Notice: Eighth Circuit Rule 28a(k) Governs Citation of Unpublished Opinions and Provides That No Party May Cite an Opinion Not Intended for Publication Unless the Cases Are Related by Identity Between the Parties or the Causes of Action.united States of America, Appellee, v. Samuel K. Coulter, Appellant, 29 F.3d 628 (8th Cir. 1994)

Annotate this Case
US Court of Appeals for the Eighth Circuit - 29 F.3d 628 (8th Cir. 1994) Submitted: June 14, 1994. Filed: July 6, 1994

Before WOLLMAN, Circuit Judge, FLOYD R. GIBSON, Senior Circuit Judge, and WELLFORD,*  Senior Circuit Judge.


Samuel K. Coulter appeals his conviction for interfering with a search, in violation of 18 U.S.C. §§ 2 and 2232(a). We affirm the judgment of the district court.1 

On July 7, 1993, a United States postal inspector, with the assistance of the Greene County Sheriff's Department, performed a controlled delivery of an express mail parcel containing methamphetamine. David Mendoza, to whom the package was addressed, was arrested after he signed for the package and exited the Springfield, Missouri, post office carrying it. After his arrest, Mendoza identified Coulter as the end receiver of the package and agreed to cooperate in a controlled delivery of the package to Sharon Mace's residence, where Coulter had instructed Mendoza to deliver the package. The postal inspector observed Mendoza enter Mace's residence with the package and exit a few minutes later without it. Mendoza then informed the postal inspector that Coulter knew that something was going on and that the police had better hurry in. Mendoza testified at trial that while he was inside Mace's residence he had written a note to Coulter warning that the " [p]olice are coming to bust you, get rid of the stuff."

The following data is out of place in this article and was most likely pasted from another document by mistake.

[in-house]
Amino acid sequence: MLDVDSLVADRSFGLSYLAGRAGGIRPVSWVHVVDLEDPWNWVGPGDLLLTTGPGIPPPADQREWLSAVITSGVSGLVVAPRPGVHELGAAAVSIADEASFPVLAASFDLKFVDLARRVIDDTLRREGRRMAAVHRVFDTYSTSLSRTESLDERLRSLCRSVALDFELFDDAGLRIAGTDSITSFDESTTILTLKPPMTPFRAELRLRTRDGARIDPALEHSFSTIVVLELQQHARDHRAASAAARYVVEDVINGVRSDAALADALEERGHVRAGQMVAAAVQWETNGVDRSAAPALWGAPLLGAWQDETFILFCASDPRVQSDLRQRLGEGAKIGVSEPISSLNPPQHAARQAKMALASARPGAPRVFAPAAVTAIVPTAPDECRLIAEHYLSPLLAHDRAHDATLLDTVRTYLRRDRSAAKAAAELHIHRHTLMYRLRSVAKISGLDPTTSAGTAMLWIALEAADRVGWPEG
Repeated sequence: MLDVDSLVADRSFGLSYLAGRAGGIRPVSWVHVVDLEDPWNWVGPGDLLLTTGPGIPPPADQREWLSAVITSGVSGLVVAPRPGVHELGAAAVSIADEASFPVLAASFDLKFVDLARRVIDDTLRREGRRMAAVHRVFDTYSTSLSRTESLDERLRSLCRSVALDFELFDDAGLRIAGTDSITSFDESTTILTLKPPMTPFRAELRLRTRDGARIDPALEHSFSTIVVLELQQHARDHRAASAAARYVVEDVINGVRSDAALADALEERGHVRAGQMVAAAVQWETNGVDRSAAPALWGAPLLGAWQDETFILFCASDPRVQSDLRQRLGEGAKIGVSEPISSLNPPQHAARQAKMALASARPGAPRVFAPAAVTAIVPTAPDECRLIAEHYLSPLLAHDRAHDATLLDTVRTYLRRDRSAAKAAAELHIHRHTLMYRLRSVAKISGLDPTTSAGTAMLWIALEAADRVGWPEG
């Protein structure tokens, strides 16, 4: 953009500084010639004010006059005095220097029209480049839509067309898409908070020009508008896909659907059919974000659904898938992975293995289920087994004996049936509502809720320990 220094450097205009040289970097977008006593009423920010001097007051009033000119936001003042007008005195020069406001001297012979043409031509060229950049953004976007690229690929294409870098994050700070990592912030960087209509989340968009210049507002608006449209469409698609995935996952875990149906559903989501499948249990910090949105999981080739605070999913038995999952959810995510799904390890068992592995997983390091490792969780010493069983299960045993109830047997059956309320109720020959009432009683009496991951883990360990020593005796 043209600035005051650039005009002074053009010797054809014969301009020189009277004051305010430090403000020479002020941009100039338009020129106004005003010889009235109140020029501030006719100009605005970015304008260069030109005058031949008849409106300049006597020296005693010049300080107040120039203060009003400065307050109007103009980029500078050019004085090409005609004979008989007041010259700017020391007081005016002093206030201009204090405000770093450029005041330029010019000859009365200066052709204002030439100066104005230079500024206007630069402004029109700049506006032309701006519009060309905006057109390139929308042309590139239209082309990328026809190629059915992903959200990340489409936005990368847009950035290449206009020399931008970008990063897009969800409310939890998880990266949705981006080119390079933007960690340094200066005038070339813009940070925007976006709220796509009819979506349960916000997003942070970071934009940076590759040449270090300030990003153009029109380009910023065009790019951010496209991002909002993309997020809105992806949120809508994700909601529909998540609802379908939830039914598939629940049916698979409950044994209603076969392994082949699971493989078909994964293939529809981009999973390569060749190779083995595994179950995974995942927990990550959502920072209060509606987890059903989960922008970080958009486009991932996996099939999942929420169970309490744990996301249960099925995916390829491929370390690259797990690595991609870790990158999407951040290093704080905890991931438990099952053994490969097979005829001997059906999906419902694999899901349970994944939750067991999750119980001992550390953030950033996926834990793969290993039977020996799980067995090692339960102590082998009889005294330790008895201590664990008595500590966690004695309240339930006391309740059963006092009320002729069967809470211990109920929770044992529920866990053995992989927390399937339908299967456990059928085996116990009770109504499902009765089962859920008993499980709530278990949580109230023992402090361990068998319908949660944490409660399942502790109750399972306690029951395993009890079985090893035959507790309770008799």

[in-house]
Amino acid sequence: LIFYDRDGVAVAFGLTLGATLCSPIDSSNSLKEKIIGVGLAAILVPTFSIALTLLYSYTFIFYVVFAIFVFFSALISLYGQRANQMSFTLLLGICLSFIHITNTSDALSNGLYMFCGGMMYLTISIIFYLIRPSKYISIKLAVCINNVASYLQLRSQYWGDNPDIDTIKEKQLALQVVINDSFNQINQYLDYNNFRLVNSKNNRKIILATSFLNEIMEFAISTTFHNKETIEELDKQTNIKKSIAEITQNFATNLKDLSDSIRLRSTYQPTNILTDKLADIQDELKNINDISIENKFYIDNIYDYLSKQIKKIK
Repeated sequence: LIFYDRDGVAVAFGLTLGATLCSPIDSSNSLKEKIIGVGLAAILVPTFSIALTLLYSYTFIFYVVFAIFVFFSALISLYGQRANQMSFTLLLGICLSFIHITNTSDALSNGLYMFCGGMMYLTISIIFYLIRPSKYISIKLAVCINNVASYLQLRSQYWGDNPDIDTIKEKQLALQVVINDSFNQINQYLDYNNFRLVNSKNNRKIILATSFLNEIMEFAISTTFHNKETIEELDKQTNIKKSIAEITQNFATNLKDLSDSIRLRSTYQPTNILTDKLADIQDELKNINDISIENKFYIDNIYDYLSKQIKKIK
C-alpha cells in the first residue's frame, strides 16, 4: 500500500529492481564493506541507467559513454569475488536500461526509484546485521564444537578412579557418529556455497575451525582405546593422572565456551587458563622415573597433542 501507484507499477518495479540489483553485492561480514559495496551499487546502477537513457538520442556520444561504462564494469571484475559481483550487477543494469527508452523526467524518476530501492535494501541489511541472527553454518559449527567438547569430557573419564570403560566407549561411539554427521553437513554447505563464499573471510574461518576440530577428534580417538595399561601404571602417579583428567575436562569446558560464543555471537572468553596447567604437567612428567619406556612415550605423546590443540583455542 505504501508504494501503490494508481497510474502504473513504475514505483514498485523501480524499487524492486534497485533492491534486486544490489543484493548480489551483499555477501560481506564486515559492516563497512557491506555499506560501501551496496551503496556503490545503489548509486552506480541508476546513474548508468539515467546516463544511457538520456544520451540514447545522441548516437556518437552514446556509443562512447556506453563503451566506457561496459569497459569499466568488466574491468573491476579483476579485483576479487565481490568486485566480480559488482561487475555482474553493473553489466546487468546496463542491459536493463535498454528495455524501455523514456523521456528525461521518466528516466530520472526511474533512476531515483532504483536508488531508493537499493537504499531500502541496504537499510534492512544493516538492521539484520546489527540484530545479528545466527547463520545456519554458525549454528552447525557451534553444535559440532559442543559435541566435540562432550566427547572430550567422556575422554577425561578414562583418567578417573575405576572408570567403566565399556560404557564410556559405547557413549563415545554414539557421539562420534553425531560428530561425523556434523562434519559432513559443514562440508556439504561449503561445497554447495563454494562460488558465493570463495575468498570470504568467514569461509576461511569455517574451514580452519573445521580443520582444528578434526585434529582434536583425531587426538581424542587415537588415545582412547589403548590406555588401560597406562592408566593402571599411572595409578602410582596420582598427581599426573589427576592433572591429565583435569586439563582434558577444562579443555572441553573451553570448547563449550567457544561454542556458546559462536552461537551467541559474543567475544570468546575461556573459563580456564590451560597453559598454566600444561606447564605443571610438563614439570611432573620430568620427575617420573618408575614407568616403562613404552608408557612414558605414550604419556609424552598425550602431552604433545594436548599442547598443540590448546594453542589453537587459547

After Mendoza left Mace's residence, Mace and Coulter flushed the contents of the package down the toilet.2  Within minutes after Mace and Coulter exited the bathroom, the police entered the residence. Mace consented to a search of the residence. Officers searched the entire residence but found no trace of the package or its contents. Following a jury trial, Coulter was convicted of interfering with a search.

Coulter argues that the evidence was insufficient to support his conviction for interference with a search. We will reverse a conviction only if, viewing the evidence in the light most favorable to the government and giving the government the benefit of all reasonable inferences, a reasonable fact finder could not have found the defendant guilty beyond a reasonable doubt. United States v. Ojeda, No. 93-2875, slip op. at 4(8th Cir. May 12, 1994). Section 2232(a) provides, "Whoever, before ... seizure of any property by any person authorized to make searches and seizures, in order to prevent the seizure or securing of any goods, wares, or merchandise by such person, ... destroys, ... the same, shall be fined not more than $10,000 or imprisoned not more than five years, or both." Coulter does not dispute that he participated in the destruction of the contents of the Express Mail parcel; rather, he contends that the evidence does not establish that he did so with the knowledge that a search was about to occur.

The record, however, contains ample evidence for the jury to conclude that Coulter knew that a search might soon occur. According to Mace and Amber Wosika, who was present at Mace's residence when Mendoza delivered the package, Coulter saw the warning note. Although Coulter denied seeing the note, he admitted that Mendoza had mouthed to him that the police were coming. Wosika also testified that the occupants were rushing to leave the residence when the police arrived because it was obvious that there was going to be a raid. Therefore, we find that the record contains sufficient evidence to support the conviction for interference with a search.

Coulter also argues that the district court erred in instructing the jury. A defendant is not entitled to a particularly worded instruction. United States v. Sleet, 893 F.2d 947, 949 (8th Cir. 1990). If the instructions, viewed as a whole, adequately state the applicable law, we will not find that the district court has abused its discretion in instructing the jury. United States v. Gruenberg, 989 F.2d 971, 975-76 (8th Cir.), cert. denied, 114 S. Ct. 204 (1993). Having reviewed the instructions in the light of these standards, we find Coulter's argument to be without merit.

The conviction is affirmed.


The HONORABLE HARRY W. WELLFORD, Senior United States Circuit Judge for the Sixth Circuit, sitting by designation


The Honorable Russell G. Clark, Senior United States District Judge for the Western District of Missouri


At trial, Coulter claimed that he put the contents of the package down the kitchen drain rather than flushing them down the toilet. How the contents of the package were disposed of is not relevant, however, for Coulter does not dispute that he destroyed them